Saint Vincent professor's tale of colorful London family, Freemasonry proves truth is stranger than fiction
More than 30 years ago, while working on her doctorate, Saint Vincent College history professor Susan Mitchell Sommers came across an interesting tale involving Freemasonry and, particularly, the Sibly family.
Her new book, "The Siblys of London," published by Oxford University Press, is testament that truth really is stranger than fiction.
"It's straight up actual historical biography," says Sommers of New Stanton.
"Born into a family of nonconformist shoemakers, Ebenezer Sibly became a leading Freemason, involved in the development of the Royal Ark Mariner and Knights Templar degrees," she says.
Sibly also was a "quack purveyor of Dr. Sibly's Re-Animating Solar Tincture, a medicine that would supposedly bring the newly dead back to life," Sommers writes.
His brother, Manoah Sibly, becomes a pastor who is scandalized by his brother's "serial bigamy" and other, well, colorful antics/criminal behaviors, readers will learn.
Deceitful and deviant
"One of the things that I found, it was just so fascinating that I squirreled it away, was that in 1790, in the town of Ipswich (England), they were holding a parliamentary election. And (Ebenezer Sibly) came into town and set up a fake Masonic lodge and got as many voters to join as he possibly could," Sommers says.
After enjoying some of the perks of membership, the new recruits learn they are expected to vote for their "brother," who is running for parliament.
"And it worked. ... I knew it was fake, because I knew that wasn't really what Masons did," she says.
"In order to prove that this was not how it worked, that this was fraudulent, I had to learn a lot about Freemasonry. And so the more I read the more I was able to put his life together. Ebenezer Sibly was a very strange man, a very interesting man," she says.
His interests included alchemy and astrology and magic, she learns.
Her decades-long research gave the self-described "secular" Sommers enough material to write a book.
Sommers reached out to other scholars with specific specializations for their expertise.
"I got to meet all kinds of fascinating people all over the world who have spent their lives becoming the expert on really obscure, esoteric things. I was just so thrilled, because that meant I could write a good book, but I didn't also have to become an expert," she says.
In his pursuit of social stature, Ebenezer bought a medical degree, not uncommon or illegal at that time, Sommers says.
As Ebenezer Sibly is "stealing elections," she says, Manoah Sibly becomes one of the first Swedenborgian ministers.
Although they appear to be opposites, the men published works on astrology together, before an apparent falling out, likely over Manoah's involvement with his church.
"It was just a fascinating story, to find this sort of working class family sensing the winds of change and taking advantage of it," she says.
The Industrial Revolution was coming. Shoes no longer would be made by hand.
Yet Ebenezer and Manoah both make names for themselves, and both become men of some stature, she says.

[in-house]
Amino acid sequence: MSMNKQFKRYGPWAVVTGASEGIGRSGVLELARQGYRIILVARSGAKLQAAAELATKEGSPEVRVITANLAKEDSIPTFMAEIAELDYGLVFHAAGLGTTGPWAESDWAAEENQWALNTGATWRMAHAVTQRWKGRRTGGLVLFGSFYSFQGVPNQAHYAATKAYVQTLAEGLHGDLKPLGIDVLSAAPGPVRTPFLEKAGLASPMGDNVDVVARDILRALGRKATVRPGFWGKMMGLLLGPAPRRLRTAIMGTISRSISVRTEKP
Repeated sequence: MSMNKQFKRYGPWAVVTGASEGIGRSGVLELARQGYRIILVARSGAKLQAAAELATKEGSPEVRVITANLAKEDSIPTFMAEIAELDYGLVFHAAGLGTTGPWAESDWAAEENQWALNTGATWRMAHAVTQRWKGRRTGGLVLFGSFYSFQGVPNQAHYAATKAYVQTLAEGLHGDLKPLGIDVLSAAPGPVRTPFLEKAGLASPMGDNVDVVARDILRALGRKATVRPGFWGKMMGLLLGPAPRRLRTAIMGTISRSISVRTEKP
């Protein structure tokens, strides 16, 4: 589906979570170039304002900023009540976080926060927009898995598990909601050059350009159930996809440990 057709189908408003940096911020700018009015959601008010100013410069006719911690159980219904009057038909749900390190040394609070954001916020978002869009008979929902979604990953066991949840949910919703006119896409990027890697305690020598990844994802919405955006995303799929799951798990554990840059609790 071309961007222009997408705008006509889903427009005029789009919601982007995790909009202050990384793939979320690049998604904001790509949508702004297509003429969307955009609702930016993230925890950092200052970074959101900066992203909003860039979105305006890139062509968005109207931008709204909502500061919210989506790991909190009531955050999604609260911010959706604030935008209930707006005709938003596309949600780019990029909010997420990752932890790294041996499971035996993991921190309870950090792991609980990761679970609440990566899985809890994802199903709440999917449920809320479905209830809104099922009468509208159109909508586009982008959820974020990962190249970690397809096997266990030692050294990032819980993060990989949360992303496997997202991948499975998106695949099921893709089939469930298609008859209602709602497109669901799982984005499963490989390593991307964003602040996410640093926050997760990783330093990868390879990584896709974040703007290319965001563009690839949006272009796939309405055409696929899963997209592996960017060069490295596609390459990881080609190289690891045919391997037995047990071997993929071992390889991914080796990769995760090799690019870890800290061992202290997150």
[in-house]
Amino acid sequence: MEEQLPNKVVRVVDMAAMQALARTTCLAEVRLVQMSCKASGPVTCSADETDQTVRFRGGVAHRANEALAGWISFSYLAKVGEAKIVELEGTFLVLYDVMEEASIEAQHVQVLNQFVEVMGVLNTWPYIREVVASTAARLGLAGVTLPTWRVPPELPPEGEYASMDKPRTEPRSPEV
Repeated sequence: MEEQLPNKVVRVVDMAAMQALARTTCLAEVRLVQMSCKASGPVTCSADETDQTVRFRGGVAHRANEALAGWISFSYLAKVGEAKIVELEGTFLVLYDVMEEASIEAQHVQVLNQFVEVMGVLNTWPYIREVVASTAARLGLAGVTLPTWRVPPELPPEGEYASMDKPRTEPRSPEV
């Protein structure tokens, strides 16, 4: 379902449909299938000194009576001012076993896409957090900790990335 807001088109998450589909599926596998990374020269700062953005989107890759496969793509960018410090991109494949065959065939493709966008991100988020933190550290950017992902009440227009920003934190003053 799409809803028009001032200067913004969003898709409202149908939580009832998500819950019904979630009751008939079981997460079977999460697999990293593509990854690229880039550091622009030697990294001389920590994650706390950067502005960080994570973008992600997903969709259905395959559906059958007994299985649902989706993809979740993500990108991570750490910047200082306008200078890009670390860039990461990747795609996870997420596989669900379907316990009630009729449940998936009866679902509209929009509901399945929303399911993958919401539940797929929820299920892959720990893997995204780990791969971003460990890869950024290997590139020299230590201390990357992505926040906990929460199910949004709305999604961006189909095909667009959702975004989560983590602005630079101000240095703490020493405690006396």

Making a case
"Ebenezer actually was a Freemason. And there were actual Freemasons in Ipswich. What I argue in the book is that (what he created) was a trial run for a new degree, a new order within Freemasonry," she says.
Not much later, genuine Masonic lodges are found in England, and Sibly wrote their earliest manuscript rituals.
She later learns that after Ebenezer leaves Ipswich, his followers burn him in effigy.
"He took the lodge funds and left town. He's such a crazy character," Sommers says.
Freemasonry did not necessarily suffer negatively from Sibly's actions, nor from Freemason Thomas Dunckerley's — Sommers also is author of "Thomas Dunckerley and English Freemasony," published in 2012 — who falsely claimed royal blood but was well-respected among Freemasons.
And members of the royal family were Freemasons, adding to its respectability.
"I have to throw in here: Masons say, and they are telling the truth, that Freemasonry is not a secret society," she says.
Technology and opening up
As Freemasons realized they had a "public relations problem," Sommers says, information in archives and libraries became more available.
She conducted much of her research in person while traveling abroad professionally.
She also acknowledges — cautiously — the benefit of technology in acquiring information.
Sommers advises her students, she says, that as a source, the "internet can be dangerous."
Academic audience and beyond
"These last two books, I think they're a fun read," Sommers says. She believes they will appeal to both academics and to those interested in history, biography and Freemasonry.
Sommers recently delivered the first international annual lecture of the Philotecton Society with the support of the Grand Lodge of Mark Master Masons of Greece and its lodges in Athens.
She is a Royal Historical Society Fellow and chairs the Westmoreland County Historical Society board of directors.
Mary Pickels is a Tribune-Review staff writer. Reach her at 724-836-5401 or email@example.com or via Twitter @MaryPickels.